GM Powers Computers with Energy from Engine Testing
(3BL Media) Torino, Italy – June 29, 2012 – As visitors to the General Motors Powertrain Engineering Center in Torino walk the halls, they can often hear the whirring of engines being tested. But what they can’t hear is the excess energy being transferred back to the grid.
Within a year, the center has harvested 300,000 kilowatt hours of energy from test benches – equipment that tests various measures of a running engine.
This excess energy would normally be lost to the atmosphere. Now GM captures it to power all of the facility’s computers.
“Energy efficiency represents an important component of GM’s global production,” said Pierpaolo Antonioli, managing director of the General Motors Powertrain Engineering Center. “This initiative helps us operate our facility at its energy-efficient best on a daily basis, thanks to the ingenuity of our team and recent investment in our facility.”
The plant runs 15 test benches, with five more on the way, as engineers design fuel-efficient engines for Chevrolet and Opel. The idea to put the excess energy to better use fell in line with the company’s sustainability goals.
GM’s Pontiac (Mich.) Engineering Center also sends energy from engine testing back to the grid. Since 2008, it has regenerated more than 26.7 million kilowatt hours of energy to power internal processes. This is the equivalent of the electricity consumed by 2,326 U.S. households in one year.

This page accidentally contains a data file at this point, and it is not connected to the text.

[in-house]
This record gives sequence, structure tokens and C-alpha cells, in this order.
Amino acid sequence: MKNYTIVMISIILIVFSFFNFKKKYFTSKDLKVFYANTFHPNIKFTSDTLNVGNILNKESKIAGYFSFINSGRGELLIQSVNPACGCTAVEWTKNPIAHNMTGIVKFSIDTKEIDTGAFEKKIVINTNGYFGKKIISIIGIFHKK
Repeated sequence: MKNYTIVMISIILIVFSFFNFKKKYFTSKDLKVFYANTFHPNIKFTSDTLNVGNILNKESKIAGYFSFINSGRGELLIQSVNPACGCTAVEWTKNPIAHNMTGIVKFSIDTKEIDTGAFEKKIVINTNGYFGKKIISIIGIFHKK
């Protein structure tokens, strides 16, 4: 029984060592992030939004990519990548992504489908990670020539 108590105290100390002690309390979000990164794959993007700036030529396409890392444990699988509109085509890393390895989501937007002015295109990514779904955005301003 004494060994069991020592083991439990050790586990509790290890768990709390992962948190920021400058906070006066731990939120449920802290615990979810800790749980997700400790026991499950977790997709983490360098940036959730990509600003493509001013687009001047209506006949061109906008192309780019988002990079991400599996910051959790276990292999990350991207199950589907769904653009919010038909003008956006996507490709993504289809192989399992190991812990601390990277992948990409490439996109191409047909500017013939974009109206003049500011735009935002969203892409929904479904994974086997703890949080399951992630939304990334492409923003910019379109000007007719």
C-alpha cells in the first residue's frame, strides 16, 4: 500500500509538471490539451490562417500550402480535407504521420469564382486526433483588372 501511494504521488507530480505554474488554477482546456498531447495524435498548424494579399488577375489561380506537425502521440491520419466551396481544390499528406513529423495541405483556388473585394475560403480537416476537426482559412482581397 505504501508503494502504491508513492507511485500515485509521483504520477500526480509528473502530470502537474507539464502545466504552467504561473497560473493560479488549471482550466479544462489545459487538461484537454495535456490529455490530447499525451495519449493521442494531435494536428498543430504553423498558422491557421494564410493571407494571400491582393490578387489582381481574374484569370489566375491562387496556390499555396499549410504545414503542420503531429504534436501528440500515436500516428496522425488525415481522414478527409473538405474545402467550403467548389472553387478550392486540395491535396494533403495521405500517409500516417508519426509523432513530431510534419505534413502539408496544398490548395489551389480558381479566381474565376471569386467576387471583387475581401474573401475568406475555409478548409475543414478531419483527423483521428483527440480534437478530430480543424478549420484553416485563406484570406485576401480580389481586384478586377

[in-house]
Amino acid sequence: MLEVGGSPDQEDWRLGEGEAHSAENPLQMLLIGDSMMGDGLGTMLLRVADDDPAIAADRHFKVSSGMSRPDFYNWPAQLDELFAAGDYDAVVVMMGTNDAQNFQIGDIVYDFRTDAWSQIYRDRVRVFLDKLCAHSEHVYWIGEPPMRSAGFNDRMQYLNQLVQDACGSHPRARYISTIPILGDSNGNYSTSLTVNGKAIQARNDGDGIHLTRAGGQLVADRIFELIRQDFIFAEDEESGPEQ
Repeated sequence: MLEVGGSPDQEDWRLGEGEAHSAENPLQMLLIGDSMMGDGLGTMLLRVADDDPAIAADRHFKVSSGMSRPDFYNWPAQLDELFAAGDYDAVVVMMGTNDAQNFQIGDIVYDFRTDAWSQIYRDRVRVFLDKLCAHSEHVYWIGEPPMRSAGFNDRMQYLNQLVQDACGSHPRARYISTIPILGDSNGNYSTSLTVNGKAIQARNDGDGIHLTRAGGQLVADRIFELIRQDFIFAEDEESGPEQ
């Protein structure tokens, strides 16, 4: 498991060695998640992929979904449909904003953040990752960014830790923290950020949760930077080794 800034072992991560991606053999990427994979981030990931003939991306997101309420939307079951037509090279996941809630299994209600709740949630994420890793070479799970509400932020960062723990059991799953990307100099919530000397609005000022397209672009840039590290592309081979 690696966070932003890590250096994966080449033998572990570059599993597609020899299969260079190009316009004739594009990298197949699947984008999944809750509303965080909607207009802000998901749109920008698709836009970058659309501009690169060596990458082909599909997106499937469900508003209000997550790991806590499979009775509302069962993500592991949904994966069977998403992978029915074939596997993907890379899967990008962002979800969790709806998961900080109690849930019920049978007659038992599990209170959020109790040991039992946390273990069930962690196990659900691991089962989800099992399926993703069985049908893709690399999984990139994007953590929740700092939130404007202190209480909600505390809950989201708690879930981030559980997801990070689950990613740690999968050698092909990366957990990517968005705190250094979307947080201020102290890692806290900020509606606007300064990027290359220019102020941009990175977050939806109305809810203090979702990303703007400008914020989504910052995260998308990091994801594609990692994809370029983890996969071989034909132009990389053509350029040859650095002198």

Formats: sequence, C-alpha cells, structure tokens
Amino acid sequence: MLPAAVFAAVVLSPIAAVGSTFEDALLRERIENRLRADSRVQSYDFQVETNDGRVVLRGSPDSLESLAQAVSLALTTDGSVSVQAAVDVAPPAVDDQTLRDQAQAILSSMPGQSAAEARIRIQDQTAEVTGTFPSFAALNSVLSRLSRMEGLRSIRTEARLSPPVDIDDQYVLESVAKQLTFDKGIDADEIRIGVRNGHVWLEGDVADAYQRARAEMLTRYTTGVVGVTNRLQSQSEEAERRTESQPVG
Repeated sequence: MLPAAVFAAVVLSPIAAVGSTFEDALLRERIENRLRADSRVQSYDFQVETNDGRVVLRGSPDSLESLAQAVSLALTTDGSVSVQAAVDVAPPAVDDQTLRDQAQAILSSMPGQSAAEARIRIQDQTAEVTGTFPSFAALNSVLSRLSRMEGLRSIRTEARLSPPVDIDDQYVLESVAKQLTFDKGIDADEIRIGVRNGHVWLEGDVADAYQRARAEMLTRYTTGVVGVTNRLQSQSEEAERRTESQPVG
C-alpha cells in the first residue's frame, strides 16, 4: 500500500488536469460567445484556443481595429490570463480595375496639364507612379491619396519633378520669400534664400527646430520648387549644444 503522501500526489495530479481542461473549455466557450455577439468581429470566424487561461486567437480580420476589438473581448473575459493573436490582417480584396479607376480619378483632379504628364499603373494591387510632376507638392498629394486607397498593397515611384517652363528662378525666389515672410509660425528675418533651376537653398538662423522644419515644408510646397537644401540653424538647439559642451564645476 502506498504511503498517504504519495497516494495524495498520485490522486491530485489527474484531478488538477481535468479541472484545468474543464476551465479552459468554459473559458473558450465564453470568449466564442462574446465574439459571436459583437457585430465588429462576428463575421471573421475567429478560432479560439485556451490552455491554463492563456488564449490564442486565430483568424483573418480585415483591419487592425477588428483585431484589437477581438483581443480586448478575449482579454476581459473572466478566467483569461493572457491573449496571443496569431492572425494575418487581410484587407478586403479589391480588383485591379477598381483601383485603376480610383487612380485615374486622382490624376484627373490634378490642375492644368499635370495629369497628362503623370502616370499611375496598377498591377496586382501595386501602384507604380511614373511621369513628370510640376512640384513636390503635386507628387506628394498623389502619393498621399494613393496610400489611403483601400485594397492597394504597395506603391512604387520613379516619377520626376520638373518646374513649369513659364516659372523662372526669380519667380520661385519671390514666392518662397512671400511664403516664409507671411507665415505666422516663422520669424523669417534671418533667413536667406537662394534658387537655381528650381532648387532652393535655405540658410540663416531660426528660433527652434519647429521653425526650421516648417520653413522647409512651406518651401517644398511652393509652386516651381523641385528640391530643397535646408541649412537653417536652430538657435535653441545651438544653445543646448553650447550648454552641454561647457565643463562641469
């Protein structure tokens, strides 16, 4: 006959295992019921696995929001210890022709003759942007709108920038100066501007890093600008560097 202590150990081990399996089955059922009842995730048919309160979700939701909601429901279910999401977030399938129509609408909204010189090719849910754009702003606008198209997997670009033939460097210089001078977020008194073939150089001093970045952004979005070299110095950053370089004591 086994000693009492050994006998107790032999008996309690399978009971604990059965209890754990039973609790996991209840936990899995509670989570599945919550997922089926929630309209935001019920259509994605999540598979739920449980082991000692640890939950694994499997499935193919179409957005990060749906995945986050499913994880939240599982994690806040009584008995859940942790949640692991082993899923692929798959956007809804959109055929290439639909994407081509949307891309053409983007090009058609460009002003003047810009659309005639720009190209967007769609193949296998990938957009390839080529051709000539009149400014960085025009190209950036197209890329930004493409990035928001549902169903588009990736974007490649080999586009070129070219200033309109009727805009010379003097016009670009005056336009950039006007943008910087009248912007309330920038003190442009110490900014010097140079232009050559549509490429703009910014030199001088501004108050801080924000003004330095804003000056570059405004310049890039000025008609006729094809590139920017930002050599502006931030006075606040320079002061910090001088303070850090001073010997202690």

General Motors Co. (NYSE:GM, TSX: GMM) and its partners produce vehicles in 30 countries, and the company has leadership positions in the world's largest and fastest-growing automotive markets. GM’s brands include Chevrolet and Cadillac, as well as Baojun, Buick, GMC, Holden, Isuzu, Jiefang, Opel, Vauxhall and Wuling. More information on the company and its subsidiaries, including OnStar, a global leader in vehicle safety, security and information services, can be found at http://www.gm.com.
The GM Engineering Center in Torino was established in 2005 with 80 employees. In September 2008 the Center moved into its new Politecnico facility, making GM the first automotive company to become a physical part of a university campus. The collaboration brings strength to engineering research and development. The center currently engineers and develops diesel engines, controls and advanced propulsion systems for GM brands. The Engineering Center now employs around 500 people.